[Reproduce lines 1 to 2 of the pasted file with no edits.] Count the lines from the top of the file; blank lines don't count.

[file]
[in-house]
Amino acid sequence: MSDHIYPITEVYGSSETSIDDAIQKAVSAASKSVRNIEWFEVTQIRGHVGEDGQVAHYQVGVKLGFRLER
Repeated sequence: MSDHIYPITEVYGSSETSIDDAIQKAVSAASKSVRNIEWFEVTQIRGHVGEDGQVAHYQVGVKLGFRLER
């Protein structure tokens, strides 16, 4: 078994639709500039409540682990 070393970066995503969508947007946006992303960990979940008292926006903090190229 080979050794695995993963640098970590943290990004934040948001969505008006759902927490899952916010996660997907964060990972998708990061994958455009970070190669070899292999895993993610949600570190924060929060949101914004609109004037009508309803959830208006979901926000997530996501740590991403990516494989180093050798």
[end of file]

[in-house]
Amino acid sequence: MSDHIYPITEVYGSSETSIDDAIQKAVSAASKSVRNIEWFEVTQIRGHVGEDGQVAHYQVGVKLGFRLER